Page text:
Passages through Passages presents fundamental works by CAMP, the Mumbai-based collaborative artist studio founded in 2007 by Shaina Anand and Ashok Sukumaran, which can be viewed until July 4th, 2022, at Bait Al Serkal in Sharjah. It is a video project that allows travelling by new or recently rebuilt roads across Pakistan, Sri Lanka, the Maldives and India. CAMP’s fundamental work in video and film, electronic media and public art forms has demonstrated how deep technical experimentation and artistic form have progressed.
We can feel movement and its context in the title Passages through Passages; art as an embodied explorer travels through the passages rearranging them. The exhibition has been organised during the world pandemic and flourishing nationalism, at a time when the world needs to be considered from a different point of view.
Made between 2006 and 2020, these projects include video and audio works, archives, interventions and collections, and draw upon the group’s distinctive artistic and research methods. Through them, CAMP addresses such topics as anxieties and inoculations about ‘public health’ under surveillance, technological methods and expectations, and movement as transport and as a different process of finding unexpected ways forward.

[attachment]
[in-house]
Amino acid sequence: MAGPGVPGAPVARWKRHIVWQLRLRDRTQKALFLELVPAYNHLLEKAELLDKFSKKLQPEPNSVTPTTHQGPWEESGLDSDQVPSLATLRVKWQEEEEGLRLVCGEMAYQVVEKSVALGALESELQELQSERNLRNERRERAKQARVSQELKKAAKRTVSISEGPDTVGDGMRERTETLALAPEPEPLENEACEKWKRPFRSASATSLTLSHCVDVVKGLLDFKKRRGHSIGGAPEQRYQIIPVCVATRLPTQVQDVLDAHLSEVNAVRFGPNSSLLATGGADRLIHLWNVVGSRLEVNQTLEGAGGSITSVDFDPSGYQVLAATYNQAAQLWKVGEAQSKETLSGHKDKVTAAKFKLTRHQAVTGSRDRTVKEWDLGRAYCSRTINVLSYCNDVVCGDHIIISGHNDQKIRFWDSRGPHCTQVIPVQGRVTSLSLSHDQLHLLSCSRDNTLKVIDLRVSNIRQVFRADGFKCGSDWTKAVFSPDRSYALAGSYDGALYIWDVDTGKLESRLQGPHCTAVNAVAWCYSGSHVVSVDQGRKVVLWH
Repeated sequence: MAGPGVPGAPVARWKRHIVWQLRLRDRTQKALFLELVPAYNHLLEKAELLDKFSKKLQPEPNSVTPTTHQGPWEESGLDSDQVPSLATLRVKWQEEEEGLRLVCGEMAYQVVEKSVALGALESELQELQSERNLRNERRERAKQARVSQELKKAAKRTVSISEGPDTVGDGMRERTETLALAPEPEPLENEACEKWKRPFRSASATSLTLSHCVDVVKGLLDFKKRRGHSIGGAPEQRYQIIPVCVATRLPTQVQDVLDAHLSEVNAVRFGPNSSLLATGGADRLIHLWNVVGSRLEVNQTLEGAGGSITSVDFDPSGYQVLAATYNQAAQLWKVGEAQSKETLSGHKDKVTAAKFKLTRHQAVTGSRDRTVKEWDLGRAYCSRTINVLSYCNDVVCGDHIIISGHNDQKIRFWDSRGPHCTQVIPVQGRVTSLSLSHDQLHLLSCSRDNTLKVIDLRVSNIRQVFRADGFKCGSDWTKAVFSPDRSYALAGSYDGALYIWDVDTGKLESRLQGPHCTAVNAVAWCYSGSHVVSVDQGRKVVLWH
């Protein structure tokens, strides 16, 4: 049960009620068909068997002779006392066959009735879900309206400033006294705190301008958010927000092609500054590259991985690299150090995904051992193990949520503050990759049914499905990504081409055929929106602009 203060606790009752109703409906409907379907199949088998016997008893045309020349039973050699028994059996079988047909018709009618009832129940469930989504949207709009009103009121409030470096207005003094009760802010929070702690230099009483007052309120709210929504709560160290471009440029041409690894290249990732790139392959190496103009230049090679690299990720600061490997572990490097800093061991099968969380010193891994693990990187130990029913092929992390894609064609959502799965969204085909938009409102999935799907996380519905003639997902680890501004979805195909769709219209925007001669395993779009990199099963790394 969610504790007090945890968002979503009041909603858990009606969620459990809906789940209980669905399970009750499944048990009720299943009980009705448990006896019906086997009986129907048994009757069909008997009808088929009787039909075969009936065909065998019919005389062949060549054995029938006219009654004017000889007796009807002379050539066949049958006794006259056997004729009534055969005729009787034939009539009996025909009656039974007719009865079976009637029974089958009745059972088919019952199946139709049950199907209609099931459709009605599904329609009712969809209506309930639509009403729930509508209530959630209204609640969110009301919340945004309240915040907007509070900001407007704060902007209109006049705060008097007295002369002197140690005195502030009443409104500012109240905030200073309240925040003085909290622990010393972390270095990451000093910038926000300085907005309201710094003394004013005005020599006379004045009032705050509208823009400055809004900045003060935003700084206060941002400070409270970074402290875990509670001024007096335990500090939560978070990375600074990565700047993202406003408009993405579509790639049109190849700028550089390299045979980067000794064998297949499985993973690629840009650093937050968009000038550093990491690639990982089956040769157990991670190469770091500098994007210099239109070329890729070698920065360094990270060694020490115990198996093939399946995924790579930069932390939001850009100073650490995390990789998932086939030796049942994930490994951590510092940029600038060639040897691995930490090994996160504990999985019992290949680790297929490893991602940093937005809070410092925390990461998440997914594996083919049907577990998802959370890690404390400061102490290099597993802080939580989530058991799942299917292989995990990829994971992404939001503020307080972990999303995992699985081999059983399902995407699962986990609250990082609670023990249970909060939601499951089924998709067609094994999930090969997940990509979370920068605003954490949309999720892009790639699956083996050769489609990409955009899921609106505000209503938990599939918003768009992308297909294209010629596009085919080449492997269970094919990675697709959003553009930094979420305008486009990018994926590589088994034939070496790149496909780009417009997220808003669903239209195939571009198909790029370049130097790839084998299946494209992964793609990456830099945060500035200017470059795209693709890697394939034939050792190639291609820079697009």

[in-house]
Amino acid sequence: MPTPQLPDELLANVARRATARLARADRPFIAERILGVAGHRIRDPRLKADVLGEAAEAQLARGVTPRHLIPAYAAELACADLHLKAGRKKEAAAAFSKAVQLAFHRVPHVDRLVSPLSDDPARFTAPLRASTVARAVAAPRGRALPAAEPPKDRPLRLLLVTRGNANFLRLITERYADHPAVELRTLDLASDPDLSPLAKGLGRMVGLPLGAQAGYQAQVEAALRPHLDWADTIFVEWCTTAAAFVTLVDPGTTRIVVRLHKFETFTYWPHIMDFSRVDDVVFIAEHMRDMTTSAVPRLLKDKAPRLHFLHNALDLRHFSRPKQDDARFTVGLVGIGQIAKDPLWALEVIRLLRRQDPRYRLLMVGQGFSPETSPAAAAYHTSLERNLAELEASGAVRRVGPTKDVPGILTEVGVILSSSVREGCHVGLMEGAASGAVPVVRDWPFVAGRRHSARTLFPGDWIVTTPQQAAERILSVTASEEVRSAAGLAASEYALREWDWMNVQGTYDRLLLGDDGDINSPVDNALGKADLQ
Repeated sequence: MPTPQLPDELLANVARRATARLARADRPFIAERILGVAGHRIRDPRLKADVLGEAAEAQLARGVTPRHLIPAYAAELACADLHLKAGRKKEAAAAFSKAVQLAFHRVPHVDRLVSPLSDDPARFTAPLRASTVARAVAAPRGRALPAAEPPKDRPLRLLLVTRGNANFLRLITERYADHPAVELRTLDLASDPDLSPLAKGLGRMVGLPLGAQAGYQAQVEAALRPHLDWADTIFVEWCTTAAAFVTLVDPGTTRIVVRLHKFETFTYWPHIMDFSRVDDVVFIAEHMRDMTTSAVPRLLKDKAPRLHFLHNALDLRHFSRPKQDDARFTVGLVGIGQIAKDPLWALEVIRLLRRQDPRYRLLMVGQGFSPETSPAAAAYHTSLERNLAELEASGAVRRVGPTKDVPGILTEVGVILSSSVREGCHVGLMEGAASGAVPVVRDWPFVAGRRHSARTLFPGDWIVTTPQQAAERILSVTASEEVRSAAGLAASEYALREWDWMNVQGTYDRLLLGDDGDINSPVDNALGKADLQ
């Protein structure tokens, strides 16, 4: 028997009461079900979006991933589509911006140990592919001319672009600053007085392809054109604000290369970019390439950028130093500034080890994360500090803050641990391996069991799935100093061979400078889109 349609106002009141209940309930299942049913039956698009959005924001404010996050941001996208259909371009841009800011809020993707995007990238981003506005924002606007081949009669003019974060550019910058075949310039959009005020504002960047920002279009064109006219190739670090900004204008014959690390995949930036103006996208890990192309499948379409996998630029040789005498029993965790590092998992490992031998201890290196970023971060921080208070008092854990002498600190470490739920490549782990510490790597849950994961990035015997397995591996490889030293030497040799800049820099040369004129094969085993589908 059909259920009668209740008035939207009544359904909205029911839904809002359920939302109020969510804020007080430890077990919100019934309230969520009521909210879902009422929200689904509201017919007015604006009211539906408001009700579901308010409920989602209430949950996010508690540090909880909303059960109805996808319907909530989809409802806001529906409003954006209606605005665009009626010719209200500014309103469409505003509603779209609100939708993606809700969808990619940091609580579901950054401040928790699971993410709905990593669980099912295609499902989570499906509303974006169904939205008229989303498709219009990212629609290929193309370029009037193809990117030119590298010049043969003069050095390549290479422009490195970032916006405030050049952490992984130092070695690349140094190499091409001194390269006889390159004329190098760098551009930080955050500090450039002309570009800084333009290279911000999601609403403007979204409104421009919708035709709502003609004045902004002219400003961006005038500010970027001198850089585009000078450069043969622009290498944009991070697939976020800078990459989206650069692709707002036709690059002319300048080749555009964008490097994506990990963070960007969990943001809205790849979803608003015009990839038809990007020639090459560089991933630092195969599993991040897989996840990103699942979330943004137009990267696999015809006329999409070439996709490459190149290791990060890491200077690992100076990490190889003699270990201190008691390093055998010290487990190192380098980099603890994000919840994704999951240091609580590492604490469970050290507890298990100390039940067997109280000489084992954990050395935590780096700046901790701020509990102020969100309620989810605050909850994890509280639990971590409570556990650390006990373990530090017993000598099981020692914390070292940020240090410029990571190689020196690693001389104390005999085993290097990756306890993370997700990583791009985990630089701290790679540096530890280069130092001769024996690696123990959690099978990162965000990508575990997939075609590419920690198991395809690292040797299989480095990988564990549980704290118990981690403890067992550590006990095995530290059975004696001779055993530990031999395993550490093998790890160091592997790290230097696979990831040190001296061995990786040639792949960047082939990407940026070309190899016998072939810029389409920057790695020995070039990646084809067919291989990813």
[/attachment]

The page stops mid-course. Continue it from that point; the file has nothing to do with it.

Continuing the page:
Other works that start to move in their own revelatory ways include exhibitions themselves such as the Annotated Gujarat and the Sea Exhibition (2011), cut out images from a newspaper archive in A Photogenetic Line (2019), or the faceted subcontinental movements of A Passage through Passages (2020). The things that do not move are the people in Al Jaar Qabla al Daar (2011), the camera in Bombay Tilts Down (2021), and a particular CAMP member.
On the museum’s ground floor, dedicated to the sea, viewers can watch a film project, From Gulf to Gulf to Gulf (2009–2013), commissioned by Sharjah Art Foundation Production Programme Sharjah Biennial 11. Two other Sharjah-based projects, the book Wharfage and Radio Meena, recipients of the grand jury prize at Sharjah Biennial 9 (2009), are also on view.